David Brin’s case for fourfold openness and transparency

Excerpted from David Brin:

“An overall trend toward greater openness will be essential to our survival as individuals, nations, and even as a species.

We have bet our lives, and our children’s, on the continued success of a civilization that provides our material needs better than any other. One that has inarguably fostered greater levels of lawful peace—both per capita and for billions worldwide—than any predecessor. It also engendered both social mobility and repudiation of prejudice to a degree that—if woefully unfinished—no prior society ever matched. Nor could any combination of others equal our rate of discovery and new learning.

Even the way we are self-critical and unsatisfied—angrily rejecting braggart paragraphs like the one above and focusing instead on further improvements—even that reflex is consistent with a civilization that has real potential. One that would have stunned our ancestors.

Underlying all of this is the positive-sum notion that a competitive society doesn’t have to be strewn with ruined losers. In some kinds of games, one player might win more than others—e.g., getting rich—but the outcome leaves everybody way ahead, even the “defeated.” That may sound absurdly sunny. Cheating abounds and capitalism always teeters toward the old pit of feudalism. Still, enlightenment civilization’s major decision-making components— markets, democracy, science and justice—really have delivered positive-sum outcomes a lot of the time. We are living proof.

Here’s the key point: All four of those human problem-solving arenas—markets, democracy, science and justice—flourish only in light, when all parties get to see. When darkness prevails, they wither and die.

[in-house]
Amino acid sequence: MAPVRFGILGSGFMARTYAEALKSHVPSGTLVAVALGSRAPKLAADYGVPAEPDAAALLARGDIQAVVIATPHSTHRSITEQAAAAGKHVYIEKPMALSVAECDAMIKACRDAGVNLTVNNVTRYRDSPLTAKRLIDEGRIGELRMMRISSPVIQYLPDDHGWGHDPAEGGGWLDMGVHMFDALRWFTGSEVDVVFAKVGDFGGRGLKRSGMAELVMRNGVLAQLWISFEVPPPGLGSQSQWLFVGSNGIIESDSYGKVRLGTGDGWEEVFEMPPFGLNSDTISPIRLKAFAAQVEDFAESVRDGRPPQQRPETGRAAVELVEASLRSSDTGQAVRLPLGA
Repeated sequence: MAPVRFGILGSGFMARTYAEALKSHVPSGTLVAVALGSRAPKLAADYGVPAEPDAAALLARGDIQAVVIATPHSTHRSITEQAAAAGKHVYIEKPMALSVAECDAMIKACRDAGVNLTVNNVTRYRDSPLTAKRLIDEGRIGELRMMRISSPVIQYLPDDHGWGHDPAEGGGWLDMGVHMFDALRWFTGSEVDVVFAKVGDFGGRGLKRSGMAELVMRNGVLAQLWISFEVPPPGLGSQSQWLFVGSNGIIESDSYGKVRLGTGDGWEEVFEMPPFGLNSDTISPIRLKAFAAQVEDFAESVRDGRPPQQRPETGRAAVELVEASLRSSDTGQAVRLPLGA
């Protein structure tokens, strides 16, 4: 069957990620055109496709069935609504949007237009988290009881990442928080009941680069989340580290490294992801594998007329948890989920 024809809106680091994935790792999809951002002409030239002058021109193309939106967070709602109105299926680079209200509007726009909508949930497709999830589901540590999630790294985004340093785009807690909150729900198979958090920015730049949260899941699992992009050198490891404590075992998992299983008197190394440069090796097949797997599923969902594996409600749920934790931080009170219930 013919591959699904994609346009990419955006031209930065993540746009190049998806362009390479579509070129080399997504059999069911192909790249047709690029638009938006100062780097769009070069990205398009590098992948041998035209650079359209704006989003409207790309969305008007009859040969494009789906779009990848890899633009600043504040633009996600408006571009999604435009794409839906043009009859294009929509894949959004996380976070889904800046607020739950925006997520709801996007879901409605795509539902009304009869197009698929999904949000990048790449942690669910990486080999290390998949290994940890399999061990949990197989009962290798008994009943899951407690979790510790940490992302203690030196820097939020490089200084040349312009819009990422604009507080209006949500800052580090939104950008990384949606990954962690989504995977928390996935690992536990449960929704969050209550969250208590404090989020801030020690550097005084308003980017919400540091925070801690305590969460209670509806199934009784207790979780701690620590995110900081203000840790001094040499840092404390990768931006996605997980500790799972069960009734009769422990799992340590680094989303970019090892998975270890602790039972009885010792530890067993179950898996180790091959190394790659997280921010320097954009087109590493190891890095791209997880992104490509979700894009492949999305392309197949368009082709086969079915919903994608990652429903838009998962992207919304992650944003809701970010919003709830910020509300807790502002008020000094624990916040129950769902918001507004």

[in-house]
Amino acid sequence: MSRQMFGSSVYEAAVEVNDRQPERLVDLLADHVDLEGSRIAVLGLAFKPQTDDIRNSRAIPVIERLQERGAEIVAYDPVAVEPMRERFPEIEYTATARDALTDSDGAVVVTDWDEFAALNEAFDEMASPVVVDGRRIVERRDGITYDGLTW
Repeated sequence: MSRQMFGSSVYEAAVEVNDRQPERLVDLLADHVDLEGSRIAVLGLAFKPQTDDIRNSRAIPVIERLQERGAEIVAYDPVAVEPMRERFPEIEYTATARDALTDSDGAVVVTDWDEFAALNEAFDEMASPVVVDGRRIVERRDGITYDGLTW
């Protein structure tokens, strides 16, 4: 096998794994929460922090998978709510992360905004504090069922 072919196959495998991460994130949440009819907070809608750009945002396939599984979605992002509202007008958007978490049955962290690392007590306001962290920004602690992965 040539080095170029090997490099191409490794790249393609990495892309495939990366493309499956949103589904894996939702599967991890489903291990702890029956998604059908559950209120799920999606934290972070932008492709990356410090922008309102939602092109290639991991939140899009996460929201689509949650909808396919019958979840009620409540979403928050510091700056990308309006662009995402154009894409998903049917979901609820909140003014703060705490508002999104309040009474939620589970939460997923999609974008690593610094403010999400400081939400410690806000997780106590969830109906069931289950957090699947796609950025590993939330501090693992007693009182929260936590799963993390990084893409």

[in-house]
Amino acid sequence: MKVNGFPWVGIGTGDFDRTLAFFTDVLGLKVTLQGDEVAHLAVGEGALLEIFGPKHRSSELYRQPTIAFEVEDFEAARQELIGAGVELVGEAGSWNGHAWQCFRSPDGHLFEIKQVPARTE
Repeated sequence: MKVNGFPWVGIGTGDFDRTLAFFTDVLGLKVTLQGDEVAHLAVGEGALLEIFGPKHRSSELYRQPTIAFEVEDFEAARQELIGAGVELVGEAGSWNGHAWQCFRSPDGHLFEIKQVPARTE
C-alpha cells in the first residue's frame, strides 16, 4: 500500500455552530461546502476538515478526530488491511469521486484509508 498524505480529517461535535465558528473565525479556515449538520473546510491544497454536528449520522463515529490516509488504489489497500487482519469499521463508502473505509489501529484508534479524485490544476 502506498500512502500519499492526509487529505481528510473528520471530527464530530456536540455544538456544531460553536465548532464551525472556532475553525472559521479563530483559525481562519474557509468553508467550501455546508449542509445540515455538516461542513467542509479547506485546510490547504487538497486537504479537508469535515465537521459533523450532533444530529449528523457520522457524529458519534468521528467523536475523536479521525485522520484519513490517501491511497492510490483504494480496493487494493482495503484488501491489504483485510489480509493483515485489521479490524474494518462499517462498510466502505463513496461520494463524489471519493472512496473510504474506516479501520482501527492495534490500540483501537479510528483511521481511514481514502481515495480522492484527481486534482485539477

Specifically: Open markets depend on maximizing the number of knowing buyers, sellers and competitors. (Adam Smith despised the secret conniving of oligarchs and blamed them—not socialists—for market failures.) Democracy only functions well when vigorously engaged in by knowing and curious citizens.

Our third and fourth pillars—science and justice—cannot function in darkness at all. These four backbone components count on the same, core innovation—reciprocal accountability—to foster creative competition and to check our natural human penchant for cheating.

If 4,000 years of history demonstrate one thing, it is that you will cheat, if there isn’t plenty of light to stop you. Yes, I’m talking about you. And me. The obvious conclusion? Anyone who demands extended secrecy should face a burden of proof. (See Note 1 below)

Now, let’s be clear. The Enlightenment is about pragmatism, and no purist dogma is ever 100 percent right, even transparency. For example, one topic calling for negotiated compromise is personal privacy. And few claim that a military can function entirely in the open. Not yet, at least. (See Note 2)

The WikiLeaks Case exposes several more areas where limits to transparency are open to intense debate.

So here’s the question: To what extent do governments have a need or right to keep secrets from citizens? And who should decide when government leaders have crossed the line?

My answer is default openness, with a steadily rising burden of proof for institutional secrecy—a pragmatic but unswerving movement toward a world of accountability and light. Nevertheless, it is a burden of proof that can be met! Not all secrecy—even government secrecy—is automatically evil.

WikiLeaks founder Julian Assange prescribes a different answer: zero tolerance. Immediate and radical transparency. Moreover, the decision to reveal government secrets can be made ad hoc and peremptorily by an individual. One who never voted for or against—or paid taxes to—the government in question. “

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